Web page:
Rent or Buy Premises?
Property Tax Benefits & Drawbacks
IS IT better to rent or buy your business premises?
A few years ago, the answer seemed obvious. With commercial property prices rising by over 20% a year and mortgages easily obtained, the advice from Dave down the pub was, “Why pay rent when you could be paying off a mortgage? It’s like throwing your money away.”
What Dave didn’t see through his beer goggles, however, was that property prices can also go down. Since 2007, commercial property values have fallen by up to 50% in some areas.
More aggressive investors are now starting to bargain hunt but prices could continue falling because rents are under enormous pressure. The Royal Institute of Chartered Surveyors recently reported confidence in the rental outlook only slightly above the record lows earlier in the year.
So what are the pros and cons of renting or buying business premises? There are both tax and non-tax issues to consider.
Rent paid for business premises is generally fully tax deductible, whatever type of business you have.
The same goes for interest paid on any mortgage or other loan to buy business property. Most of the actual cost of the property itself, however, will not usually attract any tax relief – with capital allowances only available on some of the fixtures, fittings and equipment within the property.
Eventually, over time, this means that renting usually produces more tax relief. On the other hand, the proportion of the cost of most business property eligible for capital allowances has increased significantly recently and you do have a valuable asset at the end of the day!
Capital Gains Tax
If you buy your own trading premises, you may qualify for several capital gains tax reliefs that other property investors do not enjoy. Note the word ‘trading’. This means that investment businesses (e.g. property investment businesses) do not generally qualify.
Rollover Relief allows you to roll over your capital gains into the purchase of new trading property. You can buy the new property between a year before and three years after selling the original property.
This effectively defers any capital gains tax liability on the original property until the new property is sold and gives your business flexibility to change premises and grow without adverse tax consequences.
All of the old property’s sale proceeds must be reinvested. Any shortfall is deducted from the amount of gain eligible for rollover. Relief is also restricted if there is less than full trading use of the property.
Entrepreneurs Relief allows individuals to pay capital gains tax at an effective rate of just 10% when they sell their business premises, but generally only if they sell their business as well.
Remember, however, if you sell your premises without selling your business, you may not have to pay capital gains tax immediately, as you can defer the gain using Rollover Relief.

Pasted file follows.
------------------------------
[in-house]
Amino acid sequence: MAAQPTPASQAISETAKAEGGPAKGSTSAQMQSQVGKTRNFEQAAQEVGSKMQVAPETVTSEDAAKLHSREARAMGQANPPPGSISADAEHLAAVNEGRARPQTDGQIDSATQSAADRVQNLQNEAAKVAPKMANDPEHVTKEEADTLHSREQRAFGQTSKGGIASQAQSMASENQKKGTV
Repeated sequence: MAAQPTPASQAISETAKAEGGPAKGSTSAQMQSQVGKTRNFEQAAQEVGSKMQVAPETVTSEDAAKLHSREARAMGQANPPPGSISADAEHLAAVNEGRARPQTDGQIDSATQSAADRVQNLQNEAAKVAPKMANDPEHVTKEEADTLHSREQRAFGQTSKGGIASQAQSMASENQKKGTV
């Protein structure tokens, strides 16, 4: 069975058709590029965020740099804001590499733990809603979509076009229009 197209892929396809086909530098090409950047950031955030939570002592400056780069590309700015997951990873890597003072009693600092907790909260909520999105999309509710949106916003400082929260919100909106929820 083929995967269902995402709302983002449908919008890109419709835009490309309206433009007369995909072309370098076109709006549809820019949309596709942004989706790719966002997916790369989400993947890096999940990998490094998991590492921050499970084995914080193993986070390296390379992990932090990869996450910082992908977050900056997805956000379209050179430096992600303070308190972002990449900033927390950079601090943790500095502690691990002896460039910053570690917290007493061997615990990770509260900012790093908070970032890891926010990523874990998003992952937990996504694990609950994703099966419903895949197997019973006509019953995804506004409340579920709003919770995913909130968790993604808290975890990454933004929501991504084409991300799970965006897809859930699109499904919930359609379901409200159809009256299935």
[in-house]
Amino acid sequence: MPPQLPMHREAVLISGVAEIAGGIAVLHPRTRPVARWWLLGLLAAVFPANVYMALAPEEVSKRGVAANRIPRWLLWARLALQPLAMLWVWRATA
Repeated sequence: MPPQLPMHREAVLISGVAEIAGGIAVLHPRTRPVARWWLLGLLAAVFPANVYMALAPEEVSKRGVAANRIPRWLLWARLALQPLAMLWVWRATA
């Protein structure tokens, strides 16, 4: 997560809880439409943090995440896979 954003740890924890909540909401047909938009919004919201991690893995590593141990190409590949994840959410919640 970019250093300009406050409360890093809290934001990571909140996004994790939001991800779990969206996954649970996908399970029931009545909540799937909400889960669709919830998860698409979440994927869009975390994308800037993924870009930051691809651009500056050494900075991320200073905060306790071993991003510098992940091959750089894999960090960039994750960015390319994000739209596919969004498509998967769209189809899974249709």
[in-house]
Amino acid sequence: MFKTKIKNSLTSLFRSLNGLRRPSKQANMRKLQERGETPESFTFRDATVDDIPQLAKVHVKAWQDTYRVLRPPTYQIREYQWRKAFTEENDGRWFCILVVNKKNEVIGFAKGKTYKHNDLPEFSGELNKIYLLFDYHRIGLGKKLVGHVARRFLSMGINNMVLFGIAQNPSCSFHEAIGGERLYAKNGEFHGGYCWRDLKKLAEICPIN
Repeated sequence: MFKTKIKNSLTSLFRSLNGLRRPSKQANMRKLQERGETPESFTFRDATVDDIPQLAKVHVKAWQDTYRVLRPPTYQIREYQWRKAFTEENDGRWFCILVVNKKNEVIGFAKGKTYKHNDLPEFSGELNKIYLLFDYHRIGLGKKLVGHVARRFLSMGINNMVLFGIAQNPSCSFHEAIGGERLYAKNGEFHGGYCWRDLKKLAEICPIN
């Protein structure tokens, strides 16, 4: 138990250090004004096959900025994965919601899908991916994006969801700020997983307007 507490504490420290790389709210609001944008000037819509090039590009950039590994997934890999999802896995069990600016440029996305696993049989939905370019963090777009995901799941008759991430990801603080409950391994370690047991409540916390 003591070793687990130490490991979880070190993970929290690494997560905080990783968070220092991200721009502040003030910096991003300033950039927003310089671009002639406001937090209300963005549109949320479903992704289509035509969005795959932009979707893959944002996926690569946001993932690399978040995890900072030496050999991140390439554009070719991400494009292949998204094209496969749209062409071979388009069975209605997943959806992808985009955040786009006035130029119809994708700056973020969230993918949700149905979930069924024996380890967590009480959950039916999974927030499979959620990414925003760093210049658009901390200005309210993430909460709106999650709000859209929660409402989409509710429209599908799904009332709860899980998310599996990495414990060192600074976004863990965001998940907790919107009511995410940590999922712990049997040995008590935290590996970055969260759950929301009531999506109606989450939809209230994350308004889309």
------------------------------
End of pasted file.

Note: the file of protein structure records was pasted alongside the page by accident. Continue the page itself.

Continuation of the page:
Entrepreneurs Relief may also sometimes be available where a company owner or business partner personally owns the company or partnership’s trading premises. Relief is restricted where rent is paid for the use of the property after April 2008 however.
Entrepreneurs Relief is also subject to a lifetime limit of just £1 million of capital gains per person.
Commercial property is one type of direct bricks and mortar property investment you can put inside your self-invested personal pension (SIPP).
Investing via a SIPP allows you to effectively buy property at a 40% discount, paid for by the taxman, as well as completely avoiding both income tax and capital gains tax.
The problem with SIPPs is the severe borrowing restriction – generally no more than 50% of net assets. Even if you have £100,000 sitting in your SIPP account, you can only borrow an extra £50,000. Not many commercial properties come that cheap.
Nevertheless, for those with large pension savings, who can afford to make big pension contributions, or can team up with business associates, this is still a viable option.
In summary, buying your own trading premises could produce additional tax benefits not enjoyed by other property investors.
Non-Tax Benefits & Drawbacks
When you buy business premises using a mortgage, you are generally swapping rent for interest. Effectively the bank becomes your landlord! These are the pros and cons:
- Depending on the level of interest rates, property prices and rental values, one route will always be cheaper than the other and the disparity will change over time. Every property is different.
- If you rent you will never be exposed to falling property values. However, given that the market has already dropped, it may be better to focus on the future capital growth potential.
- Rents can be more predictable than interest payments and can be agreed many years into the future. Interest payments can be fixed but not usually for long periods.
- A long lease agreement could bind your business and harm its growth.
- Tenants do not enjoy the same security as owners – they have no control over the long-term location of their businesses.